• 1
    I'm willing to believe it's /supposed/ to work as you say but on one of my machines the plot shows "plymouth-quit-wait.service (5min 39.552s)" and it would show longer except that I logged in via ssh and killed plymouth. About six other services seem to be waiting for plymouth to quit. The plot does not seem to indicate that plymouth is waiting for something specific. How can I find it? – aap Feb 16 at 23:05
  • @aap I have just updated the answer to address your concern. Thank you – Raffa Feb 17 at 9:30
  • 1
    @Raffa Then why does my machine boot in mere seconds when I remove "splash" from the kernel command line in /etc/default/grub? – aap Feb 17 at 13:36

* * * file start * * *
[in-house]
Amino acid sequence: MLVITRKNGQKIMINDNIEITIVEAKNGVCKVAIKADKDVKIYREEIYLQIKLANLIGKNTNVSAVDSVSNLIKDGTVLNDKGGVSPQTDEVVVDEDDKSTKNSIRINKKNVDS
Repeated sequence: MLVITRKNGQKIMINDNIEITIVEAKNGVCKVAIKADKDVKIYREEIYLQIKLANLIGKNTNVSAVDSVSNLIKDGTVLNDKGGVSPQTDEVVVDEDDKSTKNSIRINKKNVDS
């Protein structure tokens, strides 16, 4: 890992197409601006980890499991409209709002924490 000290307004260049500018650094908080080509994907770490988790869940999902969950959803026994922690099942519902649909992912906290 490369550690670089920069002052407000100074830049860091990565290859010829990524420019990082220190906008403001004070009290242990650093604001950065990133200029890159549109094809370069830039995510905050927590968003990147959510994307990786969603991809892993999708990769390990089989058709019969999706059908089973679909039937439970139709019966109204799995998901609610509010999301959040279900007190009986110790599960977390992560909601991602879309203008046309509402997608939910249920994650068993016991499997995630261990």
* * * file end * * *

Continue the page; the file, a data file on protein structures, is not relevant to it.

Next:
3

I cannot say what else is necessary, but I can maybe give a workaround for you, so that the machine starts faster.

For me the most working solution was to disable the plymouth in grub with

sudo nano /etc/default/grub

and change the line GRUB_CMDLINE_LINUX_DEFAULT into

GRUB_CMDLINE_LINUX_DEFAULT="noplymouth video=SVIDEO-1:d"

After saving the change you must update the grub with

sudo update-grub

and then restart the machine.

| improve this answer | |
  • it works, that speed up my boot in 20secs – ejaenv Mar 5 at 8:59
0

You can disable this service by running the command :

sudo systemctl disable plymouth-quit-wait.service

From Service Description:

Hold until boot process finishes up

| improve this answer | |
  • Some explanation, maybe? – DanielM Aug 24 '19 at 11:35
  • Disabling plymouth-quit-wait.service is not going to help. Please see my answer here. Thank you – Raffa Aug 24 '19 at 18:44